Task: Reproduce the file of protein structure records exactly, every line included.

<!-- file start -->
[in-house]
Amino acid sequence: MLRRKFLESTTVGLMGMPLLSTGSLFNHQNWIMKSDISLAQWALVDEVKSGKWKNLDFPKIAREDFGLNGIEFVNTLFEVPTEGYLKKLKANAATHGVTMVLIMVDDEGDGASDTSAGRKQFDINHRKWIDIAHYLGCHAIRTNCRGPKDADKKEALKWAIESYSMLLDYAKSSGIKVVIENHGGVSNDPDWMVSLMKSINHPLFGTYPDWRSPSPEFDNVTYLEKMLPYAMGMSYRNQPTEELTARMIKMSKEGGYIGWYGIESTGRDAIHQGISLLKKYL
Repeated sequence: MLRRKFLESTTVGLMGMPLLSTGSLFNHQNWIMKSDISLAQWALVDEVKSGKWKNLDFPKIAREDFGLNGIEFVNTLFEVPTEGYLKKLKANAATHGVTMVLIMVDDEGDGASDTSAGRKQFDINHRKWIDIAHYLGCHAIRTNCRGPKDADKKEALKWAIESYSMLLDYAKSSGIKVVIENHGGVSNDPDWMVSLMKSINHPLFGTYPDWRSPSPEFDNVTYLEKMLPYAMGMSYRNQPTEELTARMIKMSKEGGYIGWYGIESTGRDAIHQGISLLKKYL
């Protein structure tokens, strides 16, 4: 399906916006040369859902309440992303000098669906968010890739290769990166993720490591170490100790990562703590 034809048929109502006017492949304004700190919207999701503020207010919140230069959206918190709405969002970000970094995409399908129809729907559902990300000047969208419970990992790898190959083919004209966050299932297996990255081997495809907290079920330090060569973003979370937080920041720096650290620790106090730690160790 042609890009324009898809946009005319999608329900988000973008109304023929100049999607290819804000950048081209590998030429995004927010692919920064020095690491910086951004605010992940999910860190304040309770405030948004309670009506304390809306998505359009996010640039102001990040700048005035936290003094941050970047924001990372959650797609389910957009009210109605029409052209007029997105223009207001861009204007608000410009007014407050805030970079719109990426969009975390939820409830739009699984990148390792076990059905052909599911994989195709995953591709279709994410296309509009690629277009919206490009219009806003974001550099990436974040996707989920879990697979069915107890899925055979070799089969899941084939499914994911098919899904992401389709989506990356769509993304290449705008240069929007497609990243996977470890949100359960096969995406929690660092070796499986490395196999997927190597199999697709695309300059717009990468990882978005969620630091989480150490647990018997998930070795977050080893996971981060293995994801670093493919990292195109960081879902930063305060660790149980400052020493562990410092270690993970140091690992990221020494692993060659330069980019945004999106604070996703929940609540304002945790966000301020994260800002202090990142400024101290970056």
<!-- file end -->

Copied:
[in-house]
Amino acid sequence: MLRRKFLESTTVGLMGMPLLSTGSLFNHQNWIMKSDISLAQWALVDEVKSGKWKNLDFPKIAREDFGLNGIEFVNTLFEVPTEGYLKKLKANAATHGVTMVLIMVDDEGDGASDTSAGRKQFDINHRKWIDIAHYLGCHAIRTNCRGPKDADKKEALKWAIESYSMLLDYAKSSGIKVVIENHGGVSNDPDWMVSLMKSINHPLFGTYPDWRSPSPEFDNVTYLEKMLPYAMGMSYRNQPTEELTARMIKMSKEGGYIGWYGIESTGRDAIHQGISLLKKYL
Repeated sequence: MLRRKFLESTTVGLMGMPLLSTGSLFNHQNWIMKSDISLAQWALVDEVKSGKWKNLDFPKIAREDFGLNGIEFVNTLFEVPTEGYLKKLKANAATHGVTMVLIMVDDEGDGASDTSAGRKQFDINHRKWIDIAHYLGCHAIRTNCRGPKDADKKEALKWAIESYSMLLDYAKSSGIKVVIENHGGVSNDPDWMVSLMKSINHPLFGTYPDWRSPSPEFDNVTYLEKMLPYAMGMSYRNQPTEELTARMIKMSKEGGYIGWYGIESTGRDAIHQGISLLKKYL
């Protein structure tokens, strides 16, 4: 399906916006040369859902309440992303000098669906968010890739290769990166993720490591170490100790990562703590 034809048929109502006017492949304004700190919207999701503020207010919140230069959206918190709405969002970000970094995409399908129809729907559902990300000047969208419970990992790898190959083919004209966050299932297996990255081997495809907290079920330090060569973003979370937080920041720096650290620790106090730690160790 042609890009324009898809946009005319999608329900988000973008109304023929100049999607290819804000950048081209590998030429995004927010692919920064020095690491910086951004605010992940999910860190304040309770405030948004309670009506304390809306998505359009996010640039102001990040700048005035936290003094941050970047924001990372959650797609389910957009009210109605029409052209007029997105223009207001861009204007608000410009007014407050805030970079719109990426969009975390939820409830739009699984990148390792076990059905052909599911994989195709995953591709279709994410296309509009690629277009919206490009219009806003974001550099990436974040996707989920879990697979069915107890899925055979070799089969899941084939499914994911098919899904992401389709989506990356769509993304290449705008240069929007497609990243996977470890949100359960096969995406929690660092070796499986490395196999997927190597199999697709695309300059717009990468990882978005969620630091989480150490647990018997998930070795977050080893996971981060293995994801670093493919990292195109960081879902930063305060660790149980400052020493562990410092270690993970140091690992990221020494692993060659330069980019945004999106604070996703929940609540304002945790966000301020994260800002202090990142400024101290970056």